Mexican Spices, Seasonings and Chiles
Mexican cuisine, like many others, is a fusion cuisine that takes elements from Mesoamerican cooking and adds a flare of European elements, especially Spanish. This is primarily a result of the Spanish conquest of the Aztec Empire.
When the Spanish arrived in Mexico they found the Aztec diet consisted primarily of corn base dishes that often featured chiles, beans, tomatoes, and herbs. But the Aztecs also frequently used chocolate, vanilla, avocado, papaya, pineapple, achiote (also known as annatto), squash, sweet potato, turkey and fish. The Spanish introduced them to olive oil, almonds, beef, chicken and pork.
The spices and herbs that are native to Mexico include chocolate (cacao), chiles and vanilla. While they may have originated in Mexico, like many spices and herbs, their increased demand has led to their cultivation throughout the world.
In this country many of us think that the Tex-Mex style of cooking that we are familiar with - burritos, chalupas, enchiladas, fajitas and tacos is "Mexican" food. But the truth is these foods are prepared very differently in kitchens throughout Mexico. Mexican cooking is all about freshness. Their meat, normally chicken, pork, and beef is found locally as opposed to Tex-Mex meat which normally consists of ground beef. Another major difference between the two is the cheese. Traditional Mexican food uses white cheeses such as queso blanco, queso fresco, queso asadero, queso Qaxaca, queso panela, or queso Chihuaha. The instantly recognizable yellow cheese used in Tex-Mex cooking is more of an American product. Lastly, sour cream is nonexistent in traditional Mexican cooking as dishes are topped with an assortment of fresh produce such as lime juice, raw or grilled onions, fresh cilantro or avocados.
Onions and GarlicLike many cuisines around the globe some of the most common flavors you may find in Mexican food are garlic and onions. These are both grown locally so they're as fresh as possible. Garlic is used either fresh or dried and is found in many staple recipes such as Carne Asada, Cheese Enchiladas, Pico De Gallo and seasoning blends like our Manzanillo Seasoning. Onion is also a very common ingredient, and like garlic is used both fresh and dried. When a recipe calls for fresh onions you can use white, yellow or red onions.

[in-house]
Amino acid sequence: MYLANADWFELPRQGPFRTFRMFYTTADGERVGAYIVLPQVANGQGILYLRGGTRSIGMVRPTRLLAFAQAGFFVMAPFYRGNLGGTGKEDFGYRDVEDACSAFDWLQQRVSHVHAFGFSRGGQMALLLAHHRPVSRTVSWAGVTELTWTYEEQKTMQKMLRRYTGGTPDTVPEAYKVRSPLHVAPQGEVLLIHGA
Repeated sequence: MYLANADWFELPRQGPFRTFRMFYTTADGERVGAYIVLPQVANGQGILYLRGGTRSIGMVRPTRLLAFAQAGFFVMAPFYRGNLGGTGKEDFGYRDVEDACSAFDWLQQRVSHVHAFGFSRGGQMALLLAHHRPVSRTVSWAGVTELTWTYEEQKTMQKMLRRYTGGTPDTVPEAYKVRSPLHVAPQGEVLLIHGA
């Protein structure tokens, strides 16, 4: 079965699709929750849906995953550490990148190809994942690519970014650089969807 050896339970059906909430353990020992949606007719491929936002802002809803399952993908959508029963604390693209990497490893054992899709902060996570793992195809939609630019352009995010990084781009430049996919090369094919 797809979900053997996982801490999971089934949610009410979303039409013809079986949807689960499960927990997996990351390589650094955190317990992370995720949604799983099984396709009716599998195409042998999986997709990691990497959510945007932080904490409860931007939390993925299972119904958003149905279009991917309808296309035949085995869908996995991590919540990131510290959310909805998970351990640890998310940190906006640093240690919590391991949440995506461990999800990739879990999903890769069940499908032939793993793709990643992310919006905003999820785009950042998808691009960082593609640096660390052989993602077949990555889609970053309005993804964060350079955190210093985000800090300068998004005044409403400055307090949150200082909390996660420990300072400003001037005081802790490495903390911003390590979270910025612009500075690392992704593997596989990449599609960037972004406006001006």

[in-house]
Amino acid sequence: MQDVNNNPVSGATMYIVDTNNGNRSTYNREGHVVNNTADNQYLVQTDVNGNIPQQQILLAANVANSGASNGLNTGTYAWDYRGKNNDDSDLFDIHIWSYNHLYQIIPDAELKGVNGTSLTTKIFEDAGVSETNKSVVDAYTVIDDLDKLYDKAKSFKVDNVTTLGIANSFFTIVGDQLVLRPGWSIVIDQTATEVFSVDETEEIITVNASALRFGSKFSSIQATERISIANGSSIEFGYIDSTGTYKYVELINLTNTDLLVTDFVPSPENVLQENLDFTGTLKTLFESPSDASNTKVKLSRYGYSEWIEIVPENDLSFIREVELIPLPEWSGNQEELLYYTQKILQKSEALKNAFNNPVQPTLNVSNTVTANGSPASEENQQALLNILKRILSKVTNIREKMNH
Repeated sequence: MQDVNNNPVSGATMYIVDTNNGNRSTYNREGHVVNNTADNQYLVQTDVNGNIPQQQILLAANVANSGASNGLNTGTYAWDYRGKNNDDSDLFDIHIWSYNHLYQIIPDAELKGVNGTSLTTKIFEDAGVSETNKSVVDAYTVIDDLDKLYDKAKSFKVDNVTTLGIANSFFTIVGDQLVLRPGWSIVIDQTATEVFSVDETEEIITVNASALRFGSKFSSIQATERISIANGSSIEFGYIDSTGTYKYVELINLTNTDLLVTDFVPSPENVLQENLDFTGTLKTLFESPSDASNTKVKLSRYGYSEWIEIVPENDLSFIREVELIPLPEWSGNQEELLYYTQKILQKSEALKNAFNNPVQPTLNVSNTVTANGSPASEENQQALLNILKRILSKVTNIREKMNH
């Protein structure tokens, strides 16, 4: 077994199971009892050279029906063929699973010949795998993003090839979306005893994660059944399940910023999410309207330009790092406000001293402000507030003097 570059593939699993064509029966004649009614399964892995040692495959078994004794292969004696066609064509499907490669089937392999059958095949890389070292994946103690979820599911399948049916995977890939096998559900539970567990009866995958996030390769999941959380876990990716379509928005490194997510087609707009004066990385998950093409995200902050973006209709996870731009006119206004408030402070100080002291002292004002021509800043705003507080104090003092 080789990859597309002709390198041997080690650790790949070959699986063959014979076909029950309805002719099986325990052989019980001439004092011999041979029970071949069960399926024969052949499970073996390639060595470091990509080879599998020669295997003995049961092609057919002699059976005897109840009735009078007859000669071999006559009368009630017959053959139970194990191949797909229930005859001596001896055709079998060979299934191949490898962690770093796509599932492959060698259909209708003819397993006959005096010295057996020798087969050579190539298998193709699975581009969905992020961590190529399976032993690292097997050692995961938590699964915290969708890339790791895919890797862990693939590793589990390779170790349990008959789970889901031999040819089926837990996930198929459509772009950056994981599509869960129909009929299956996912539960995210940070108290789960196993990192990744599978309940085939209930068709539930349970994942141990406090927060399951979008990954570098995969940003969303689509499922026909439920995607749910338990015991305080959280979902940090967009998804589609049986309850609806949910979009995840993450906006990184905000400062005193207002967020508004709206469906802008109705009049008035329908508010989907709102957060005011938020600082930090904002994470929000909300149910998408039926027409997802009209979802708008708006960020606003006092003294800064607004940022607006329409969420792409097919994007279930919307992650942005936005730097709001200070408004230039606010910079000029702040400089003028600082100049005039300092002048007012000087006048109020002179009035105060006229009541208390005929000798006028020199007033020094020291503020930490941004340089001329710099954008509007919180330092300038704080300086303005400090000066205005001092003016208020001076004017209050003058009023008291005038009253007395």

Other Common SeasoningsOther common flavors are cumin, coriander, chile powder and oregano. There are several varieties of oregano but for the most authentic taste in Mexican dishes Mexican oregano is preferred. This gives these dishes a rich earthy flavor.
While cumin is believed to have been first used in Egypt as far back as 4,000 years ago it is also often found in the spicier cuisines like Mexican. Cumin's very distinctive flavor possesses a warm, spicy-sweet and somewhat bitter taste and it is recommended that it is used sparingly as it can easily overwhelm a dish.
Mexican Chiles and Chile PowderMexican Chiles are a staple in this cuisine and are used in salsas, stews, vegetable dishes and sauces. A true Mexican dish always has some form of chile in it whether it's fresh, whole dried, flakes or ground. Ground chiles are used as a condiment just like Americans use ketchup. If a snack or meal does not use chiles then hot sauce is frequently added. The importance of the chile in Mexican culture dates back to the Mesoamerican period (generally considered between 1000 - 1697 AD) where it was considered to be as much of a staple as corn and beans. At that time, Bartolome de las Casas, the first appointed "Protector of the Indians", wrote that without chile peppers, the indigenous people did not think they were eating. This view is still shared today among native Mexicans.
Some of the more popular Mexican chiles are:
The Ancho chile which is the dried version of the Poblano chile and features a mild fruity flavor with undertones of plum, raisin, tobacco and a hint of earthiness. This is a medium heat chile coming it at 4,000 - 9,000 SHU (Scoville Heat Units).
Chipotle chiles are well known for their spicy hotness, but when used in smaller amounts, they can also be a bit mild while adding a spectacular subtle flavor to dishes.
Other popular Mexican chiles are the Pasilla, Habanero, Guajillo, Serrano and De Arbol.
Unusual FlavorsSome spices and herbs that are often used in Mexican dishes but aren’t quite as common include Canela (which is also known as Ceylon or "True cinnamon"), cloves, vanilla and anise. Each adds their own subtle flavor twist to give you that genuine Mexican taste. Cacao powder is also used in dishes to provide a warm, rich flavor and is used to make Mole, a popular sauce served over chicken. Some other hard to find ingredients for authentic Mexican cuisine include smoky Pasilla de Oaxaca chiles and dried Avocado Leaves.
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